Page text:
Did you know that Christians are never commanded to tithe? This is something that religious leaders would never want you to know but Christians are not required to give a specific percentage of anything to the church. We are free to allow the Holy Spirit lead us in the amounts we should give, when we should give, and who we should give to. All of everything we have belongs to God and as his stewards (managers) we are free to give what we have purposed in our hearts to give; not grudgingly, or of necessity (2 Corinthians 9:7). The term “of necessity” refers to someone being compelled by a rule or regulation like the law of tithing. When this verse is quoted, it is usually out of context. Paul wrote this to encourage saints in Corinth to give to the poor saints in Jerusalem, not to cover the church building mortgage.
In Philippians, the church is commended for giving towards Paul’s ministry expenses as a missionary, which would have included travel, lodging, food, and clothing, not for building a huge sanctuary or ministry complex for the glory of a man or a congregation. Furthermore, Paul calls the gift of the Corinthians a “grace” (see 2 Corinthians 8:1-7, KJV). If something is done by the law, then it ceases to be grace, whether it’s circumcision, tithing, keeping the Sabbath, etc.–
“For I testify again to every man that is circumcised, that he is a debtor to do the whole law. Christ is become of no effect unto you, whosoever of you are justified by the law; ye are fallen from grace.” (Galatians 5:3-4)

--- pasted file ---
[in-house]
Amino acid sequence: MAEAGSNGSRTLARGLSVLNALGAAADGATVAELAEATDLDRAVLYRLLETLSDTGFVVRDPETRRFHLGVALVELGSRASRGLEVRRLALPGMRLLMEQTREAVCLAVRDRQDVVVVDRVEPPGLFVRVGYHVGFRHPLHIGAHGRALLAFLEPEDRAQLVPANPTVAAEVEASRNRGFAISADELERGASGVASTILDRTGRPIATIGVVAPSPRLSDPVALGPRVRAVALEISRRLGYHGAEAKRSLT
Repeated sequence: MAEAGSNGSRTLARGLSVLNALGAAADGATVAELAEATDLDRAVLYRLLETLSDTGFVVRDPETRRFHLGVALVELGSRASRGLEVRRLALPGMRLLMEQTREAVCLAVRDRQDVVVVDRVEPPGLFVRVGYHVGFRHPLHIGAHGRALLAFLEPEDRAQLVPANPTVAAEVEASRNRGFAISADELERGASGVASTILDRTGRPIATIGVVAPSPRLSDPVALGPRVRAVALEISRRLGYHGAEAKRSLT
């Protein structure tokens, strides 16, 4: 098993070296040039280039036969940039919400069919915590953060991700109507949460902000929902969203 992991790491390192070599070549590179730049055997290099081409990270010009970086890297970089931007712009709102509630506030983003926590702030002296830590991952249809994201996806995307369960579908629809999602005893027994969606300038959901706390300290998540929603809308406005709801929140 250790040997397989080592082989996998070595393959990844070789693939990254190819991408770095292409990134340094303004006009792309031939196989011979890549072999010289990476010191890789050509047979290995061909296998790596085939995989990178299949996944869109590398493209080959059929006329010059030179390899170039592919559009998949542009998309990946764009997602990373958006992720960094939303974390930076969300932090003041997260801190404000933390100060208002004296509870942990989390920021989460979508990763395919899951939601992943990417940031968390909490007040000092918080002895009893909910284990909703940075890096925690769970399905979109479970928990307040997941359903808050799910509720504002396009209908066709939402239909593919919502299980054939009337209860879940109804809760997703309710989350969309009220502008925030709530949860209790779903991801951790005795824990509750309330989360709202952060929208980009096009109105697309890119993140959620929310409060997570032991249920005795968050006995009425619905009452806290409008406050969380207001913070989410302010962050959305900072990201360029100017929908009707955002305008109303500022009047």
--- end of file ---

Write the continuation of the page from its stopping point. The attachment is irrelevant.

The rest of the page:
Unfortunately, too many modern day believers have supposed that gain is godliness when, in fact, godliness with contentment (over what you already have) is great gain (1 Timothy 6:5, 6). This mentality has been accepted by church leaders, so in order to get the luxuries they covet for their ministries, they use the tithe as a way to tax and spend.
“And having food and raiment let us be therewith content.” (1 Timothy 6:8). God will provide what we may lack in his own time without attempts to manipulate people by using the tithe.
Why did Jesus talk about tithing?–
“Woe unto you, scribes and Pharisees, hypocrites! for ye pay tithe of mint and anise and cummin, and have omitted the weightier matters of the law, judgment, mercy, and faith: these ought ye to have done, and not to leave the other undone. Ye blind guides, which strain at a gnat, and swallow a camel.” (Matthew 23:23-24)
Jesus was speaking to religious leaders who sought to justify themselves by the law. He was pointing out how they fell short, because if one attempts to fulfill the law, offending in one point is equivalent to breaking the whole law (James 2:10). Jesus also told the parable of the Pharisee (who bragged about tithing) and the tax collector to illustrate that one cannot be justified before God by the works of the law (Luke 18:9-14). Additionally, Jesus had not died yet, so the Mosaic law was still in effect for the Jews. If Christ had wanted tithing to continue for the New Testament church, the apostles would have repeated it in their writings as they did for Christ’s other commandments. Christ fulfilled the law for us so we wouldn’t have to. Paul did not even mention tithes in 1 Corinthians 9 when he discussed the rights of apostles and others who work in the ministry to receive financial benefits from other saints.